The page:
The Limits of Vision

A couple of weeks ago I bought a pair of eyeglasses. They’re called SuperFocus. They’re the geekiest glasses I’ve ever seen. And the best I’ve ever seen through.

Like a lot of people my age, I need different strengths of glasses — for regular reading, computer reading, and road-sign reading. In my case I have yet another focal distance — for refering to my notes while speaking on stage.

My new SuperFocuses (SuperFoci?) handle all these situations, without the distortions of bi- or tri-focals, because I can actually focus them — something like binoculars — from infinity to watch-repair close, with a small slider on top of the bridge.

Sounds weird, but you get used to it pretty quickly. And it works. Your whole field of vision can be in perfect focus, whatever the distance.

I’m so pleased with my new specs that I went to order another pair.

Craig, my optician, started waxing about how great these new glasses were, how many famous (and smart) people owned a pair, and how he (being in good company) used them himself. He likes to talk, so he quickly moved on to his assessment of his suppliers. The SuperFocus people aren’t traditional eyewear manufacturers. They’re entrepreneurs — the new kids on the block. So when Craig offers suggestions for improvement, they usually respond with, That’s an interesting idea. We’ll try it.

On the other hand, when he offers suggestions to the more established manufacturers, they often reply with, That wouldn’t work or That would be too expensive or People don’t want that.

So it turns out that eyeglasses makers are pretty much just like the rest of us. Too often, they limit their vision to what they already know.

The great Danish physicist, philosopher, and poet, Piet Hein, put it like this:

Experts have
their expert fun
ex cathedra
telling one
just how nothing
can be done.

Of course, none of us are immune. We’re all experts (or think we are) on something. How often have you been the expert who turns knowing into “no-ing”?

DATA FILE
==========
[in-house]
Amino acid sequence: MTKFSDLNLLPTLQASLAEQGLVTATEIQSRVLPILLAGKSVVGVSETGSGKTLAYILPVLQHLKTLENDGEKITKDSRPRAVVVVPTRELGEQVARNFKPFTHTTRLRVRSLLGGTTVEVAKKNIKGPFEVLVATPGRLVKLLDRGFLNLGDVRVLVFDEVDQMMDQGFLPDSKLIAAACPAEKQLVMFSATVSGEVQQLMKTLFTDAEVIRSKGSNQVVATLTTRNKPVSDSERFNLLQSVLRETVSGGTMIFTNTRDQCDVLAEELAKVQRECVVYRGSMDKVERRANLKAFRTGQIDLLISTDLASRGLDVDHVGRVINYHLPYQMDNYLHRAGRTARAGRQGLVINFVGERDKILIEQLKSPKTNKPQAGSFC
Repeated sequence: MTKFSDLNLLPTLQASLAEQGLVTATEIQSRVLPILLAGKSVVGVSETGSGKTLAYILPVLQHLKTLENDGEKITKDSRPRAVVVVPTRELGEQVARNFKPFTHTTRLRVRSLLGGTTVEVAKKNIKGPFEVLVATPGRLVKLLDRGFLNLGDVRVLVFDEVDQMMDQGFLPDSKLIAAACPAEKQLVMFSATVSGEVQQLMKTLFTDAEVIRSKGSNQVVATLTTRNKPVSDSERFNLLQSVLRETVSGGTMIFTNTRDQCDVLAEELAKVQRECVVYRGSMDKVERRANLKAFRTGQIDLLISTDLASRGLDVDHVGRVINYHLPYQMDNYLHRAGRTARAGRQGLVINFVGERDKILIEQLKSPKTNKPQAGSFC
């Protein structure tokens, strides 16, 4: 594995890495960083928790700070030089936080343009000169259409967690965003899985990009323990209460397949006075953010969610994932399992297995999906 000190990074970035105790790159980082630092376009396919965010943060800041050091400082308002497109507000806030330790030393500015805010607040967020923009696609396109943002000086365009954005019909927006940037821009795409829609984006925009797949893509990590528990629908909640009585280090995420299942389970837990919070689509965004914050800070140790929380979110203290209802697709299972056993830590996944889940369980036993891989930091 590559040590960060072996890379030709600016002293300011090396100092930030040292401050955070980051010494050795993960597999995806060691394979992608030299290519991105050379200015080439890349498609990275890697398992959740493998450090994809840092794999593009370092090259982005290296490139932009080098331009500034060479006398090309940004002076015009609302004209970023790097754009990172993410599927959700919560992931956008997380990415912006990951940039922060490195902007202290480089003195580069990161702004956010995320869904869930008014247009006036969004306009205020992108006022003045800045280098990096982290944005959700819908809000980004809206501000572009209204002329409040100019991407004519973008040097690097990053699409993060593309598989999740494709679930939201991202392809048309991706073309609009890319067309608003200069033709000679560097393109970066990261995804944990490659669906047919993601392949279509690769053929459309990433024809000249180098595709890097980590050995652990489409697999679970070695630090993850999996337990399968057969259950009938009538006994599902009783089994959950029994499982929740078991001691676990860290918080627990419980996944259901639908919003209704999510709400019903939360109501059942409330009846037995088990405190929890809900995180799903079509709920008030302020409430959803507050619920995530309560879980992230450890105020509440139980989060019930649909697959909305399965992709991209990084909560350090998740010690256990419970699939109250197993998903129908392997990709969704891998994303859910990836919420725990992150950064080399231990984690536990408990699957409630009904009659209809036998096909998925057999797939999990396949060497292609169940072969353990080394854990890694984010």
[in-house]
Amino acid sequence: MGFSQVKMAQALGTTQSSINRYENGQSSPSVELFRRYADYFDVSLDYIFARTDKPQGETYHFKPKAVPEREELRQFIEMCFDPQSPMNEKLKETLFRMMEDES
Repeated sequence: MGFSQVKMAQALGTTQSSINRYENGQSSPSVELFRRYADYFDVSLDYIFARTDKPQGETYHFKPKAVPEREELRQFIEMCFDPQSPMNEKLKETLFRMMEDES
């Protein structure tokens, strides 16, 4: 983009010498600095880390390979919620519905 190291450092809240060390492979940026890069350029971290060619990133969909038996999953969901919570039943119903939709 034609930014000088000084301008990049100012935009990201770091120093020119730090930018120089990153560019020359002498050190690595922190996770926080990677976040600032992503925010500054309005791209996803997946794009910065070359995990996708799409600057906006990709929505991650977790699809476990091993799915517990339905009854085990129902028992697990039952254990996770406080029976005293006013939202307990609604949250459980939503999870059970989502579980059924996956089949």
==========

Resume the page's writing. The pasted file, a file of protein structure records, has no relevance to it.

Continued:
Posted by Tim Hurson, 2 comments
The Safe Path

The Safe Path

The safe path is the one you already know.
It leads to where you’ve already been.

101One of the things I notice as I work with organizations around the world is that the more expert people are – the better their reputations as knowledgeable doctors or lawyers or engineers or managers – the less likely they are to ask questions they don’t know the answers to. That’s not because they know so much that it’s hard to find such questions. It’s because asking questions you don’t know the answers to reveals your ignorance, and that can be pretty threatening, particularly if you think of yourself as an authority.

Ironically, it’s the very urge to feel knowledgeable that often stops us from knowing more.

Asking questions you already know the answers to is the safest path, to be sure, but it also leads you right back to where you already are.

One of the best ways to discover new territory, new ideas, new possibilities is to ask questions you don’t know the answers to. It’s like launching your own personal Hubble telescope, sharpening your ability to see more, and more clearly, than ever before.

“No, no, you’re not thinking, you’re just being logical.” – NEILS BOHR, Danish physicist (1885-1962)

Posted by Tim Hurson, 0 comments